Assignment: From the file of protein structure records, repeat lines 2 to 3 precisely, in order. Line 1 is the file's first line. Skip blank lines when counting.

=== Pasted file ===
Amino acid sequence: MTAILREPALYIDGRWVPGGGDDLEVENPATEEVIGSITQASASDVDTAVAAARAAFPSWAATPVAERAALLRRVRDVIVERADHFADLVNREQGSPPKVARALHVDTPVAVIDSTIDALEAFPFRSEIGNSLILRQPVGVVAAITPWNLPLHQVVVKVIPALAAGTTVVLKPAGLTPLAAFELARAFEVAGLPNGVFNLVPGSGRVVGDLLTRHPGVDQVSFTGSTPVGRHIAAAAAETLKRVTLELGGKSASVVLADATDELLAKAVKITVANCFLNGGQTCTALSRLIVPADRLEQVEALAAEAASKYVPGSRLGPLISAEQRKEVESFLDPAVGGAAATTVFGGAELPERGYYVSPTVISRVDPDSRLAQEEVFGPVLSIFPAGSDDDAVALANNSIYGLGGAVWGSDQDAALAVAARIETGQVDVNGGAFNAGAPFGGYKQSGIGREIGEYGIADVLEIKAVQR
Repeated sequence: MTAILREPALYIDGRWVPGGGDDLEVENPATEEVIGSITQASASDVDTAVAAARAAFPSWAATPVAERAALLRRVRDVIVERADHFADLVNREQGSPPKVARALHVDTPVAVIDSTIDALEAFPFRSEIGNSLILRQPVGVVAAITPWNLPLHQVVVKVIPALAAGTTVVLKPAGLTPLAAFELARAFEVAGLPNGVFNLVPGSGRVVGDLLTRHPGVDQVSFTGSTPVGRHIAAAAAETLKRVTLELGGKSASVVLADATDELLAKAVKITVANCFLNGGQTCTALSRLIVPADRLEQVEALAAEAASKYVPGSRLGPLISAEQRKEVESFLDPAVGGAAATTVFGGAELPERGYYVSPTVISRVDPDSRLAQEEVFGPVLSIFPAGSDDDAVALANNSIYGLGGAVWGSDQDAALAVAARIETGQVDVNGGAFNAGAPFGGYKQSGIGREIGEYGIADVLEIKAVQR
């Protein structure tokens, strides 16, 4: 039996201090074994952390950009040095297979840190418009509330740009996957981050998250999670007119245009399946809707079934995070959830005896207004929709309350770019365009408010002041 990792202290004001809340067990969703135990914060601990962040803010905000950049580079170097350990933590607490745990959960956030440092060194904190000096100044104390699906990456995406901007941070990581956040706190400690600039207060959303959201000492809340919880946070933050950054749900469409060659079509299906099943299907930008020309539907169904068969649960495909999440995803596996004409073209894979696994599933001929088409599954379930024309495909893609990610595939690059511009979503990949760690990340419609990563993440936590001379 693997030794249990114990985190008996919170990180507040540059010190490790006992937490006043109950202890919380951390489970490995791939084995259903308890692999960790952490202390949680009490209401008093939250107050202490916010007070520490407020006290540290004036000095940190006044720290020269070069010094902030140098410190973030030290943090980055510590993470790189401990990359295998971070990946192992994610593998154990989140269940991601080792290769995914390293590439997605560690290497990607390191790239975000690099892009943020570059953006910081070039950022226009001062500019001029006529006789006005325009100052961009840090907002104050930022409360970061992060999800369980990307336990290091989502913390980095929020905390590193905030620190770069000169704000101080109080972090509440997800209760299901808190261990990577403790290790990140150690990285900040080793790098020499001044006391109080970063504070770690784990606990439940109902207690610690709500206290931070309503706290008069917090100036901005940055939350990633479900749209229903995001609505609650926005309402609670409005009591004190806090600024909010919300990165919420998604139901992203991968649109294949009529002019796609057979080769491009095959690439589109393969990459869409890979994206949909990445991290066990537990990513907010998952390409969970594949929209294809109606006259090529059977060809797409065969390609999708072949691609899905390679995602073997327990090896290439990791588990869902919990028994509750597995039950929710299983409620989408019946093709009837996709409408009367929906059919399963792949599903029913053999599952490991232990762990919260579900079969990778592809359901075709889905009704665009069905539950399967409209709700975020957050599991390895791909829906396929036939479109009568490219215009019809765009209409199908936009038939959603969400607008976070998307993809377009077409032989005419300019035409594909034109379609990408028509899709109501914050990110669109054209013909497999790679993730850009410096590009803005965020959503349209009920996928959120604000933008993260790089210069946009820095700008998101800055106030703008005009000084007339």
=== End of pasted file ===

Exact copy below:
Repeated sequence: MTAILREPALYIDGRWVPGGGDDLEVENPATEEVIGSITQASASDVDTAVAAARAAFPSWAATPVAERAALLRRVRDVIVERADHFADLVNREQGSPPKVARALHVDTPVAVIDSTIDALEAFPFRSEIGNSLILRQPVGVVAAITPWNLPLHQVVVKVIPALAAGTTVVLKPAGLTPLAAFELARAFEVAGLPNGVFNLVPGSGRVVGDLLTRHPGVDQVSFTGSTPVGRHIAAAAAETLKRVTLELGGKSASVVLADATDELLAKAVKITVANCFLNGGQTCTALSRLIVPADRLEQVEALAAEAASKYVPGSRLGPLISAEQRKEVESFLDPAVGGAAATTVFGGAELPERGYYVSPTVISRVDPDSRLAQEEVFGPVLSIFPAGSDDDAVALANNSIYGLGGAVWGSDQDAALAVAARIETGQVDVNGGAFNAGAPFGGYKQSGIGREIGEYGIADVLEIKAVQR
């Protein structure tokens, strides 16, 4: 039996201090074994952390950009040095297979840190418009509330740009996957981050998250999670007119245009399946809707079934995070959830005896207004929709309350770019365009408010002041 990792202290004001809340067990969703135990914060601990962040803010905000950049580079170097350990933590607490745990959960956030440092060194904190000096100044104390699906990456995406901007941070990581956040706190400690600039207060959303959201000492809340919880946070933050950054749900469409060659079509299906099943299907930008020309539907169904068969649960495909999440995803596996004409073209894979696994599933001929088409599954379930024309495909893609990610595939690059511009979503990949760690990340419609990563993440936590001379 693997030794249990114990985190008996919170990180507040540059010190490790006992937490006043109950202890919380951390489970490995791939084995259903308890692999960790952490202390949680009490209401008093939250107050202490916010007070520490407020006290540290004036000095940190006044720290020269070069010094902030140098410190973030030290943090980055510590993470790189401990990359295998971070990946192992994610593998154990989140269940991601080792290769995914390293590439997605560690290497990607390191790239975000690099892009943020570059953006910081070039950022226009001062500019001029006529006789006005325009100052961009840090907002104050930022409360970061992060999800369980990307336990290091989502913390980095929020905390590193905030620190770069000169704000101080109080972090509440997800209760299901808190261990990577403790290790990140150690990285900040080793790098020499001044006391109080970063504070770690784990606990439940109902207690610690709500206290931070309503706290008069917090100036901005940055939350990633479900749209229903995001609505609650926005309402609670409005009591004190806090600024909010919300990165919420998604139901992203991968649109294949009529002019796609057979080769491009095959690439589109393969990459869409890979994206949909990445991290066990537990990513907010998952390409969970594949929209294809109606006259090529059977060809797409065969390609999708072949691609899905390679995602073997327990090896290439990791588990869902919990028994509750597995039950929710299983409620989408019946093709009837996709409408009367929906059919399963792949599903029913053999599952490991232990762990919260579900079969990778592809359901075709889905009704665009069905539950399967409209709700975020957050599991390895791909829906396929036939479109009568490219215009019809765009209409199908936009038939959603969400607008976070998307993809377009077409032989005419300019035409594909034109379609990408028509899709109501914050990110669109054209013909497999790679993730850009410096590009803005965020959503349209009920996928959120604000933008993260790089210069946009820095700008998101800055106030703008005009000084007339």